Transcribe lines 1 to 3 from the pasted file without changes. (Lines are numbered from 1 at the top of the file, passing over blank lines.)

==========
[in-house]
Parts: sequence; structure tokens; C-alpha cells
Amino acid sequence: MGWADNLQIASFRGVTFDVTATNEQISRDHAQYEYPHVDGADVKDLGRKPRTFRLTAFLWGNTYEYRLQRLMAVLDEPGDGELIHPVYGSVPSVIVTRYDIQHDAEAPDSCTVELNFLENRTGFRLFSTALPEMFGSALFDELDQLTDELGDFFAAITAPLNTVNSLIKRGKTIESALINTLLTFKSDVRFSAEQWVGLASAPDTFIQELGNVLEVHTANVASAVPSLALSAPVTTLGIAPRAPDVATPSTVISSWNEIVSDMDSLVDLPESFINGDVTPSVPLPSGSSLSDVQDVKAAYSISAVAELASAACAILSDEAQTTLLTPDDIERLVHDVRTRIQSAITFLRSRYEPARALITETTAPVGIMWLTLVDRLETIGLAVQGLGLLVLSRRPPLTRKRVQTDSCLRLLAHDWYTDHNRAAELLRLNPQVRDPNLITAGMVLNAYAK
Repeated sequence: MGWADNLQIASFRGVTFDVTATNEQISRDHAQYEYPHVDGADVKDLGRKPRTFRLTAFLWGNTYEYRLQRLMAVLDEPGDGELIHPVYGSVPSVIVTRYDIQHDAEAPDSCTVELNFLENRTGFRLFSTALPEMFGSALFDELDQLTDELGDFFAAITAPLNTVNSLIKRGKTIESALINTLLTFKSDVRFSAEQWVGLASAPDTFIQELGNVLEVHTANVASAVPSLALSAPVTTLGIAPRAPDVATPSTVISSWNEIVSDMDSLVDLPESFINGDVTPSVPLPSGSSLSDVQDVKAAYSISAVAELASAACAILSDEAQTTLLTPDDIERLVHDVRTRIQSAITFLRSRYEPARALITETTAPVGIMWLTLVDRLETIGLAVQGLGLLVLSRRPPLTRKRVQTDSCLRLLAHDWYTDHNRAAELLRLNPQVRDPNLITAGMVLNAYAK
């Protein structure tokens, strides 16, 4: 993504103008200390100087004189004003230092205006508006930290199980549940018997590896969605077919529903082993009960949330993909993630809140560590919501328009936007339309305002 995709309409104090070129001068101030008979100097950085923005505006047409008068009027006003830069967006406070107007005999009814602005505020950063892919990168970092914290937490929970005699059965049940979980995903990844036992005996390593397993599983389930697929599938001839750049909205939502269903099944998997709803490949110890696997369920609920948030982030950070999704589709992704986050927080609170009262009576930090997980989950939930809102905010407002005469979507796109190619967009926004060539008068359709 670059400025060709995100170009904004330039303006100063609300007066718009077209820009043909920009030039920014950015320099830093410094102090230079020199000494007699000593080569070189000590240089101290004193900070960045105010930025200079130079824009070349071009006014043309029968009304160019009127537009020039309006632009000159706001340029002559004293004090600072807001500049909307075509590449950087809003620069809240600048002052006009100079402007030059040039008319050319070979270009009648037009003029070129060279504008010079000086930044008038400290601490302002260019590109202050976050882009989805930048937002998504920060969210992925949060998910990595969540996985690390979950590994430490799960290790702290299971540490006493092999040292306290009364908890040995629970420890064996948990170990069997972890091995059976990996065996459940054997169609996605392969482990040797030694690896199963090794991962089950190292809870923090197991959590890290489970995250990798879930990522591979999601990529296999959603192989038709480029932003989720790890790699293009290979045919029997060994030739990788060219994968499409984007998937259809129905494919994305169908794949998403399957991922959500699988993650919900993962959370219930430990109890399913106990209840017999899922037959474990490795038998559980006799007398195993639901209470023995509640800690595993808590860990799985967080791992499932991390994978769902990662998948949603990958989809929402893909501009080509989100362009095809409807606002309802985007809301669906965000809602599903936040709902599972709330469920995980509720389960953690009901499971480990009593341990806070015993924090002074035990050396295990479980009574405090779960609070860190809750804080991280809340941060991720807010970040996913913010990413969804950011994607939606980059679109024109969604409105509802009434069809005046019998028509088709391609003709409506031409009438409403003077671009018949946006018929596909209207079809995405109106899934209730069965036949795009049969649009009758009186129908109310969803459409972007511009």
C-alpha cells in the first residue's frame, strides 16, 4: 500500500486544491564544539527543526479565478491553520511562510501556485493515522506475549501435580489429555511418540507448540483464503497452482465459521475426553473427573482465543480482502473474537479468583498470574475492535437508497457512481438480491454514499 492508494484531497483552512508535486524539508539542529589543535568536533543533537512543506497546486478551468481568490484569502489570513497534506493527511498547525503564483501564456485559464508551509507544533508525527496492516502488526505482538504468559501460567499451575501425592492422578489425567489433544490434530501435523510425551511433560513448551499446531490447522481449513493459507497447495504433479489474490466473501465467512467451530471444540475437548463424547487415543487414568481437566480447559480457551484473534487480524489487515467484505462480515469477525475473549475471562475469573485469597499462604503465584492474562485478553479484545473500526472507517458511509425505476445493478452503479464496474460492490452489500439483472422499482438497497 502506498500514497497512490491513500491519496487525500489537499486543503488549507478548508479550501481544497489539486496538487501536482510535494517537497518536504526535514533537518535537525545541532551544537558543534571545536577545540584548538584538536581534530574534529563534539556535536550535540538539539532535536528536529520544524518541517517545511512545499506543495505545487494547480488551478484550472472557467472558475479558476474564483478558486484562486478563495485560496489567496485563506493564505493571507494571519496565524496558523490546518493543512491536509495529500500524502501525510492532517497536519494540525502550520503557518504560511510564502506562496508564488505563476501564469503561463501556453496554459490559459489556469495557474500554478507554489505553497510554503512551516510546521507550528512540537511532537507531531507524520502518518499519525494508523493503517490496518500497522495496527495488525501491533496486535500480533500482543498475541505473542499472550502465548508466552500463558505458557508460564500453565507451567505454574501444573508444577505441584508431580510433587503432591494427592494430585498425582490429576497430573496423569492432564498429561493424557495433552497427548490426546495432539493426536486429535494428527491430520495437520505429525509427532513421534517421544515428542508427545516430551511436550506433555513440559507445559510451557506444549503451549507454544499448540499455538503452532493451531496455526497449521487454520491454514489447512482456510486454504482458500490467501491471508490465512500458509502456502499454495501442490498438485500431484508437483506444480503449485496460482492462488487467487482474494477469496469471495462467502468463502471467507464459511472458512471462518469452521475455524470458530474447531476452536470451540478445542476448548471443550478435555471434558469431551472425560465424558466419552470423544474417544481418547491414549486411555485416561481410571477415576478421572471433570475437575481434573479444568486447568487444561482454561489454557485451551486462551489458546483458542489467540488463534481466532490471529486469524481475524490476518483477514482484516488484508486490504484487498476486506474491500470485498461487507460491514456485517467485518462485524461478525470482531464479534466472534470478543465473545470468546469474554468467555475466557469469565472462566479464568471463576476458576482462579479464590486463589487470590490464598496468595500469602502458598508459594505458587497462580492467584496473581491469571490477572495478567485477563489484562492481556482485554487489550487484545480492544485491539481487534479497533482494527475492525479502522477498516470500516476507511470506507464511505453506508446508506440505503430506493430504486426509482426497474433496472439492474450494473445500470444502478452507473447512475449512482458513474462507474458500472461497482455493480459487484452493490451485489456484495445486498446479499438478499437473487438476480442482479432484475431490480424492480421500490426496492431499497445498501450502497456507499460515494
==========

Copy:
[in-house]
Parts: sequence; structure tokens; C-alpha cells
Amino acid sequence: MGWADNLQIASFRGVTFDVTATNEQISRDHAQYEYPHVDGADVKDLGRKPRTFRLTAFLWGNTYEYRLQRLMAVLDEPGDGELIHPVYGSVPSVIVTRYDIQHDAEAPDSCTVELNFLENRTGFRLFSTALPEMFGSALFDELDQLTDELGDFFAAITAPLNTVNSLIKRGKTIESALINTLLTFKSDVRFSAEQWVGLASAPDTFIQELGNVLEVHTANVASAVPSLALSAPVTTLGIAPRAPDVATPSTVISSWNEIVSDMDSLVDLPESFINGDVTPSVPLPSGSSLSDVQDVKAAYSISAVAELASAACAILSDEAQTTLLTPDDIERLVHDVRTRIQSAITFLRSRYEPARALITETTAPVGIMWLTLVDRLETIGLAVQGLGLLVLSRRPPLTRKRVQTDSCLRLLAHDWYTDHNRAAELLRLNPQVRDPNLITAGMVLNAYAK